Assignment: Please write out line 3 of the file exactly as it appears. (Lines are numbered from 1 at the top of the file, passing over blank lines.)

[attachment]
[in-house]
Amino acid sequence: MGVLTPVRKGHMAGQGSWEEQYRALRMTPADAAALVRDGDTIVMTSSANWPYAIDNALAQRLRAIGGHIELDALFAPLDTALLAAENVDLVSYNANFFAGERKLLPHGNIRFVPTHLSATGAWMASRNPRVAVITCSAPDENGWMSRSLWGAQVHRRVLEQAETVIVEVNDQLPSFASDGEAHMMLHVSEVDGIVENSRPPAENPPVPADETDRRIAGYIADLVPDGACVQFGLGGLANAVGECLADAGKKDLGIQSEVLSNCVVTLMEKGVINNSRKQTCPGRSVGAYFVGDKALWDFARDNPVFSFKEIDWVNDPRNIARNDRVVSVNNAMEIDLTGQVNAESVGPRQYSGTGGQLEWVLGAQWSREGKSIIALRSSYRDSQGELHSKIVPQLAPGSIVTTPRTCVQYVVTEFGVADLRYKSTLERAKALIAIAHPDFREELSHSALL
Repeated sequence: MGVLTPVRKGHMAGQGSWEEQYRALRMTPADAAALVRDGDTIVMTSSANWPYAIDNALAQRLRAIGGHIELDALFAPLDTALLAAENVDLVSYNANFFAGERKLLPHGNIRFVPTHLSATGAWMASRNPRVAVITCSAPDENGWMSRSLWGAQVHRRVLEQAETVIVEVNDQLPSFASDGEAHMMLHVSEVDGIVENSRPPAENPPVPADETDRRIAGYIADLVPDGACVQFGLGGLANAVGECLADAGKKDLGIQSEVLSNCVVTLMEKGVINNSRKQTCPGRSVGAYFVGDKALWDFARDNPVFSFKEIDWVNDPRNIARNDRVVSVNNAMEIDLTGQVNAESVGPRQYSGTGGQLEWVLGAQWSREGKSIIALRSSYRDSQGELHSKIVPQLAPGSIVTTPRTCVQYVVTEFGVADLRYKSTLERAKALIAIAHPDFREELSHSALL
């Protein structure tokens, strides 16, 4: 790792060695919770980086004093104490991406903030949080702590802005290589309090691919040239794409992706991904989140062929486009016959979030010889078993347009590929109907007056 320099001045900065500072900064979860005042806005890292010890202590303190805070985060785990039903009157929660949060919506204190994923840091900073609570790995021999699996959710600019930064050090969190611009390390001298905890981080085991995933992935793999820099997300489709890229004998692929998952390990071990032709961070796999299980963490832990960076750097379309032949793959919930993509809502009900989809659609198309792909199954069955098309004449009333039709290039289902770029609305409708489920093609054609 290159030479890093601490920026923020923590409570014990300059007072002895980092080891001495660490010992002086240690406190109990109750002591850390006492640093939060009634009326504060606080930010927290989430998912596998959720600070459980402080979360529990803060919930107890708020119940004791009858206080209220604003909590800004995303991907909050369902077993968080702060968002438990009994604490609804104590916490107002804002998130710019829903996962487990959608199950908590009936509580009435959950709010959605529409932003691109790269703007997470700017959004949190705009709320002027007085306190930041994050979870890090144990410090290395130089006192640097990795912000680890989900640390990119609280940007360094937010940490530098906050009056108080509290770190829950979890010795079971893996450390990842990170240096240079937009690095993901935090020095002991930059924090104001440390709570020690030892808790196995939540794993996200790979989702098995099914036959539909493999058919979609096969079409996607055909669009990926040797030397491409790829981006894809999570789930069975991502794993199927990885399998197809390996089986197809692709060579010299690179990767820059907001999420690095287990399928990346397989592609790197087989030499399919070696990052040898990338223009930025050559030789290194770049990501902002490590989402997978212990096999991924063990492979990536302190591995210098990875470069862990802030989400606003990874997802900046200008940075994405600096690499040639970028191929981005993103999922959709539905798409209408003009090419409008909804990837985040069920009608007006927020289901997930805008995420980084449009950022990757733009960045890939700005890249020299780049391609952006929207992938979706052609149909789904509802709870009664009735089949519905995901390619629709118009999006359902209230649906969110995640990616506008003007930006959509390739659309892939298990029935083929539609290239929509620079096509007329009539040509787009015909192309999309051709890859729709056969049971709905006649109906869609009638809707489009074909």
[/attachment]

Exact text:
Repeated sequence: MGVLTPVRKGHMAGQGSWEEQYRALRMTPADAAALVRDGDTIVMTSSANWPYAIDNALAQRLRAIGGHIELDALFAPLDTALLAAENVDLVSYNANFFAGERKLLPHGNIRFVPTHLSATGAWMASRNPRVAVITCSAPDENGWMSRSLWGAQVHRRVLEQAETVIVEVNDQLPSFASDGEAHMMLHVSEVDGIVENSRPPAENPPVPADETDRRIAGYIADLVPDGACVQFGLGGLANAVGECLADAGKKDLGIQSEVLSNCVVTLMEKGVINNSRKQTCPGRSVGAYFVGDKALWDFARDNPVFSFKEIDWVNDPRNIARNDRVVSVNNAMEIDLTGQVNAESVGPRQYSGTGGQLEWVLGAQWSREGKSIIALRSSYRDSQGELHSKIVPQLAPGSIVTTPRTCVQYVVTEFGVADLRYKSTLERAKALIAIAHPDFREELSHSALL